- Step 7. Carefully remove the O-rings and place them on a clean surface. Whip the O-rings clean with a soft towel and visually inspect for any nicks, cuts, or abrasions that may cause the O-rings to improperly seat in the filter housing. If the O-ring appears damages, replace the O-ring.
- Step 8. Rinse out the disconnected filter housing using warm water and a small amount of liquid soap. Be certain that all soap is thoroughly rinsed out of the filter housing before inserting the new filter and reattaching.
- Step 9. Lightly lubricate the O-ring with a silicone lubricant. Insert the O-ring into the filter housing’s O-ring groove. It’s important to be sure the O-ring is properly seated into the groove as it provides a watertight seal between the filter housing and the filter housing cap.
- Step 10. Measure the new filter to be sure it is the proper length. Remove the new filter from the plastic or paper packaging.
- Step 11. Place the filter in the correct filter housing and carefully screw the filter housing back on to the filter housing cap, hand tight only.
- Step 12. Turn the incoming water supply valve on and check the system for leaks.
- Step 13. Turn on the reverse osmosis faucet. Within a couple of minutes, you should get a small stream of water or a very fast drip, which means your new filters are working properly.
- Step 14. Let several gallons of water run through the RO system and out of the RO faucet with the storage tank valve still closed.
- Step 15. Turn off the faucet and open the storage tank ball valve by turning the blue valve 1/4 turn counter-clockwise so that the blue handle is parallel with the tubing connected to the storage tank.
- Step 16. If the storage tank is empty, it may take several hours for the tank to fill completely. You may hear water running while the tank is filling.
- Step 17. If applicable, open the refrigerator or ice maker line, AFTER the tank is completely filled.
- Step 18. Your system is now ready for use.
Do I Need To Clean My RO System
A reverse osmosis system should be sanitized at least once a year. A good time to complete the sanitization process is during filter change since most filters need to be replaced once a year.
Before you begin, you’ll want to read the instruction manual for specific details on how to sanitize your system. The following is the general process of how you can sanitize/clean your system.
- 1. Shut off the main valve completely
- 2. Dispense all of the water from your RO faucet
- 3. Remove the sediment and carbon filters from their housing
- 4. Remove the RO membrane from its housing
- 5. Keep the filters out of their housing, but screw the housing back in place
- 6. Pour about 1 cup of hydrogen peroxide into stage one housing
- 7. Reattach all of the connections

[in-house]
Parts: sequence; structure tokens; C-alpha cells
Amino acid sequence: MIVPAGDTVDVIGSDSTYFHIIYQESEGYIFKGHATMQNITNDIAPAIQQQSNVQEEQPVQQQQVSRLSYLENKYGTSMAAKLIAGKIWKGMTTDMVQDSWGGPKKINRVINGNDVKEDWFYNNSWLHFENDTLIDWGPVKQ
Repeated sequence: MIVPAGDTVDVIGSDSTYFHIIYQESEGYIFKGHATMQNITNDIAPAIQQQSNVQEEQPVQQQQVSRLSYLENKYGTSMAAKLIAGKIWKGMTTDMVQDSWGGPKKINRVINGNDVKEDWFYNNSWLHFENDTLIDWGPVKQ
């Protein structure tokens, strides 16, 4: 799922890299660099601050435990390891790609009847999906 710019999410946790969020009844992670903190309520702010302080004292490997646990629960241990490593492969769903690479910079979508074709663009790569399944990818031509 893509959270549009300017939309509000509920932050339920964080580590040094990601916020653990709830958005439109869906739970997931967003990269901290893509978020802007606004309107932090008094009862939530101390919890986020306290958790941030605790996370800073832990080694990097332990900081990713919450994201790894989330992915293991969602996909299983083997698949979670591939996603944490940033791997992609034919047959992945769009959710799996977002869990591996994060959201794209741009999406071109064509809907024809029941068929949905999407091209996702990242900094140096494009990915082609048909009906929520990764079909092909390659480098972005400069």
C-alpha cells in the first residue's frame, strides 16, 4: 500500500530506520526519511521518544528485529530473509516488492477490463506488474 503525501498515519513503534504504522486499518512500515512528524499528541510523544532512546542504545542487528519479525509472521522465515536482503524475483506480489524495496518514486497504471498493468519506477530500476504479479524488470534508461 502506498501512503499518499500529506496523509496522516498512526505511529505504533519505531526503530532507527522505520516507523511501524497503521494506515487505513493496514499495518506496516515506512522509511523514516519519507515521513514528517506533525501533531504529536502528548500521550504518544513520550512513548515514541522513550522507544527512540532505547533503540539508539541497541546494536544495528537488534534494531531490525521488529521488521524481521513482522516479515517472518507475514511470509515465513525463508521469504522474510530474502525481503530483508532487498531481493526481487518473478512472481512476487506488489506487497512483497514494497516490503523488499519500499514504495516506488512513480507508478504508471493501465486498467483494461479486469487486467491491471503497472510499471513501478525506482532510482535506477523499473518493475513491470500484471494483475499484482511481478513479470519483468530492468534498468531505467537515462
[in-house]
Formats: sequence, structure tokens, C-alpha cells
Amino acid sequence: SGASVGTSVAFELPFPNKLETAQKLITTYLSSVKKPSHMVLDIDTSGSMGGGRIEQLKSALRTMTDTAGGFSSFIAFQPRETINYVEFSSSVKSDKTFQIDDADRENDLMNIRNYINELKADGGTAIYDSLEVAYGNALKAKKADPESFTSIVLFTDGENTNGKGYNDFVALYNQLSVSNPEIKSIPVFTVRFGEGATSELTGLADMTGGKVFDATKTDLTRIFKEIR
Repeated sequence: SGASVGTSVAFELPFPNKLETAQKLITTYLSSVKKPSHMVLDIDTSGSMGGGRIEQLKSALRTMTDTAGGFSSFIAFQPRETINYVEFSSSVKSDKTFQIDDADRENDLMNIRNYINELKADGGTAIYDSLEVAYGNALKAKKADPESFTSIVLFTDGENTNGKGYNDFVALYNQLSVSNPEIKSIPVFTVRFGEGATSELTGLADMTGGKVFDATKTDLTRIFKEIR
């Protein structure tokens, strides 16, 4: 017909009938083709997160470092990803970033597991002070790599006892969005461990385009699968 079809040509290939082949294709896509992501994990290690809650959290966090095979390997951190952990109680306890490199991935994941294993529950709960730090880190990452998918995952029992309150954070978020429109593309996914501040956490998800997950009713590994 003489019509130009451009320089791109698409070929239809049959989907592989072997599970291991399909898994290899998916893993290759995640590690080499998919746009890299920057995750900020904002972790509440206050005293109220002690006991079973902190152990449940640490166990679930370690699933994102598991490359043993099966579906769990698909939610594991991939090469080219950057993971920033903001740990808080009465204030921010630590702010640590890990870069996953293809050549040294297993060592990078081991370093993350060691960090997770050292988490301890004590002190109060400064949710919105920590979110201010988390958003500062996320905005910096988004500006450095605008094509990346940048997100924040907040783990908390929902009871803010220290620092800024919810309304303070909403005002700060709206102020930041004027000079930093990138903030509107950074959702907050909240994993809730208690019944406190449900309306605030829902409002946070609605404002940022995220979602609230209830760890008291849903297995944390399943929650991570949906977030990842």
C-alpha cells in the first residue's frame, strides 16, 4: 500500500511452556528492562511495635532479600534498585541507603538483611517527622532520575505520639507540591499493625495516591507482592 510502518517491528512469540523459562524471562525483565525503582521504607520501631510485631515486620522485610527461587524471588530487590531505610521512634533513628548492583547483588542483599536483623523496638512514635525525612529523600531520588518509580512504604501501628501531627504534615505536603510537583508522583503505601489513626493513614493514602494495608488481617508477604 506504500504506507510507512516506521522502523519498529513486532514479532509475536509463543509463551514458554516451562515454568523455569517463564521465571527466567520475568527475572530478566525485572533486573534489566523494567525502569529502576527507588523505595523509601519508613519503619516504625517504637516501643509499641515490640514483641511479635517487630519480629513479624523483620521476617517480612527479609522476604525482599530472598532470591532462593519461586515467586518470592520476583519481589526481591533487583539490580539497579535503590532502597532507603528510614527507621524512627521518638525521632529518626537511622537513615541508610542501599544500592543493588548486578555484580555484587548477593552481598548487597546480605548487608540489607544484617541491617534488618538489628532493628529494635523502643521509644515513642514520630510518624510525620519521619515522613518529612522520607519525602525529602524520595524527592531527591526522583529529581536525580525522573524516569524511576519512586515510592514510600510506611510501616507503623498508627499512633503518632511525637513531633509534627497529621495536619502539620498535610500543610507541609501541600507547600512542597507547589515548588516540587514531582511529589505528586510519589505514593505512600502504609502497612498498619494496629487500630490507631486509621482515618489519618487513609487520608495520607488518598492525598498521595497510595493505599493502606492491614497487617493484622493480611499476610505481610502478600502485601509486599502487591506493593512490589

- 8. Turn the main valve back on
- 9. Allow the system to run (without the filters, the storage tank will refill rapidly)
- 10. Let the system run for at least through 2 cycles
- 11. Shut off the main valve again
- 12. Install the new filters
- 13. Let the tank fill back up and drain one more time
At this point, your reverse osmosis system should be ready for use! Repeat this process at least once a year.
How Long Should My RO System Last (Lifespan)
If your reverse osmosis system is serviced and maintained as the parts wear out, the system can last for many years, 10 to 15 years is very possible. You need to make sure to follow the membrane filter schedule and sterilize/clean the system at least once a year.
Will A Water Softener Damage My RO System
No, a water softener and an RO system are actually a great combination. The water softener will soften the water throughout the house and the RO system will remove 98% of all sodium in the water. This water treatment duo makes great-tasting drinking water.
Since calcium and magnesium, the minerals that make your water hard, are difficult for an RO membrane to remove, the water softener acts as a protective barrier for the RO system. This protection keeps the RO system from fouling and can extend the lifespan of the RO membrane.
Reverse osmosis system maintenance will extend the lifespan of your RO system. In fact, we have seen many of your our reverse osmosis systems that we installed 10 years ago still working today. The filters include the sediment filter, carbon filter, reverse osmosis membrane, and polish filter. Failure to change out these filters per their replacement schedule can not only damage the system but will also decrease the water production. If you notice a decrease in water flow from your RO faucet, that may be an indicator that your filters have reached the end of their lifespan. If you have questions about this guide or you need help with the reverse osmosis system maintenance process, please contact us today so you can continue enjoying pure water for many years to come.